Earnings, M&A flashing green for stocks, Ukraine not a worry

Nuveen's Bob Doll says weakness may be an overhang, but fundamentals appear intact

Feb 25, 2014 @ 12:01 am

By Robert C. Doll

earnings, M&A, stocks, market, ukraine
+ Zoom
(Bloomberg News)

Weaker-than-expected economic data has not accelerated fears about the recovery slowdown that weighed on stocks in late January and early February. The recent reprieve has primarily been due to extremely adverse weather that will probably distort the data over the near term. Softer activity data is anticipated to continue and can be seen as a greater-than-expected payback for the strong inventory and capex in the second half of last year.

Our view is that the economic expansion is mid-cycle, marked by a time of stationary growth expectations. We think more emphasis should be placed on where the economy is in the business cycle, rather than simply trying to anticipate GDP growth for next quarter.


The earnings per share growth rate of more than 8% for the fourth quarter has been strong. Approximately 90% of the S&P 500 companies have now reported earnings. Top and bottom line growth trends are positive and support our forecast for growth acceleration in 2014. The S&P 500 appears to have broken out of the nearly flat revenue per share growth that stretched for five quarters during 2012 and 2013, and earnings per share has followed suit.

Ukraine should not cause financial or economic contagion because of its smaller relative size in the broader global economy and markets. The country has been mismanaged for so long that it is unlikely to be a catalyst for global risk. The only concern would be if Ukraine becomes a venue for new confrontation between Russia and the West.

The anticipated M&A boom could begin. Favorable signals include recession-like nominal GDP, vast cash reserves on corporate balance sheets and a growing activist investor base.


After several weeks of a risk-off environment, conditions have been less negative but remain choppy. The overall backdrop in the developed world is unchanged, despite abnormal weather resulting in lackluster economic data in the U.S. and weakness in parts of Europe.

We maintain a relatively upbeat economic and earnings forecast for the developed world, based on trends in leading economic indicators, hiring plans and profits. This assumption, combined with pro-growth central banks in the major economies, leads to our cyclically positive stance on equities and negative outlook for bonds, as well as a mildly positive view for the U.S. dollar.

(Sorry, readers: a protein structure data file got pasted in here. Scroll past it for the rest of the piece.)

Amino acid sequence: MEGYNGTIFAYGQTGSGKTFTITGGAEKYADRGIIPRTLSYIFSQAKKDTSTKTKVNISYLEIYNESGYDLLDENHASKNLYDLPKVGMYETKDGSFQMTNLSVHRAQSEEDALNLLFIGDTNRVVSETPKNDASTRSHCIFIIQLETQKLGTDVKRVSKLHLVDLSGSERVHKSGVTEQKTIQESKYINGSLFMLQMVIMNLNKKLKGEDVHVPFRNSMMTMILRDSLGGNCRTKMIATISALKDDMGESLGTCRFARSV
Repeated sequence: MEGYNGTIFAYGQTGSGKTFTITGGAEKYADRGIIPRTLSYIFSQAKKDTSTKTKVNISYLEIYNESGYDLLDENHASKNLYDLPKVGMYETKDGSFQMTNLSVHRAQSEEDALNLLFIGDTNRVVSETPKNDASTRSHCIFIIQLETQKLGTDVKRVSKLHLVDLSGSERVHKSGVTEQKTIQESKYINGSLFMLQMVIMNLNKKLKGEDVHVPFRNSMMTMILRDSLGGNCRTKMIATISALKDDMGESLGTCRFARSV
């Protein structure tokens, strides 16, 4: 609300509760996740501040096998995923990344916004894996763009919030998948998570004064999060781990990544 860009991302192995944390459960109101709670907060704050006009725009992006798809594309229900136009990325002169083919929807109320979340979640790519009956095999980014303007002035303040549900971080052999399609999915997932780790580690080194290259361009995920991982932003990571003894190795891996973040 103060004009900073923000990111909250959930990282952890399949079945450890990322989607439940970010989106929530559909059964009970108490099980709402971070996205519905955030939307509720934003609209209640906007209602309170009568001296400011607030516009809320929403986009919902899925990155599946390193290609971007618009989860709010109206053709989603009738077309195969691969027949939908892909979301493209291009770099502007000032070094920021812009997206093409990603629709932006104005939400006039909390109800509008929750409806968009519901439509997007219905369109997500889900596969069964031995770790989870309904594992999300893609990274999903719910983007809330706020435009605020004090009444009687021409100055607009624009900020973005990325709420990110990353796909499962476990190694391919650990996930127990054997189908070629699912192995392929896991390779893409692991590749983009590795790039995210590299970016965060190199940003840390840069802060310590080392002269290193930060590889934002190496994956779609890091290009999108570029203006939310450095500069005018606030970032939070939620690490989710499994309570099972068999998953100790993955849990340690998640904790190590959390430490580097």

The Great Recession resulted in substantial spare capacity in global product and labor markets that has not yet been absorbed because of the subdued economic recovery in recent years. The key to ensuring a successful transition to a more sustainable economic expansion and higher earnings conviction is for central banks to avoid pulling away the punch bowl prematurely. Outside of a handful of troubled emerging market nations, no major country has taken steps to increase interest rates nor encouraged a stronger currency. The Fed, the European Central Bank, the Bank of Japan and the Bank of England are all determined to lag the economic recovery, which bodes well for equities but negatively for bonds.

Forward P/E multiples in the U.S. have expanded by more than 25% over the last two years, and earnings growth must now justify this expansion. The good news is that a turning point in profitability seems to have arrived. The bad news is that the loss of momentum in many economic indicators could present an obstacle to the earnings recovery. It may take until the spring thaw to ascertain the pace of the confusing economy and markets.

Robert C. Doll is chief equity strategist and senior portfolio manager at Nuveen Asset Management.


What do you think?

View comments

Recommended for you

Sponsored financial news

Upcoming Event

Sep 26


Investing 2017: Industry at a Crossroads

The advice industry is at a unique inflection point, as the way clients are investing has changed dramatically: Technology has evolved, access to innovative products has changed, and the active vs. passive debate continues to rage on. Advisers... Learn more

Featured video


Vanguard's Joe Davis: Prepare for lower expected returns

The next five years will be more challenging for the markets than the past five, according to Joe Davis, global chief economist at Vanguard. Here's why it's more important than ever to stay reasonable with return expectations and stick to the plan.

Video Spotlight

Are Your Clients Prepared For Market Downturns?

Sponsored by Prudential

Video Spotlight

Path to growth

Video Spotlight

Path to growth

Latest news & opinion

What not to say to clients when the markets drop

Here's what advisers should steer clear of saying the next time stocks turn downward.

SEC bars former rep for alleged share price manipulation

George Thoreson tried to keep penny stock's price high to enable Nasdaq listing.

Nevada fiduciary law raises concerns among retirement professionals, brokerage industry

Critics complain that it conflicts with ERISA and SEC rules and has potential to spur other states to pass their own version of a fiduciary rule.

A special need for financial advice

Advisers don't have to be experts to help special needs families get a jump on lifelong planning.

Broker-dealers and RIAs at loggerheads over fiduciary rule delay

Companies and groups weighing in with comment letters have vastly different viewpoints on the delay's potential impact.


Subscribe and Save 60%

Premium Access
Print + Digital

Learn more
Subscribe to Print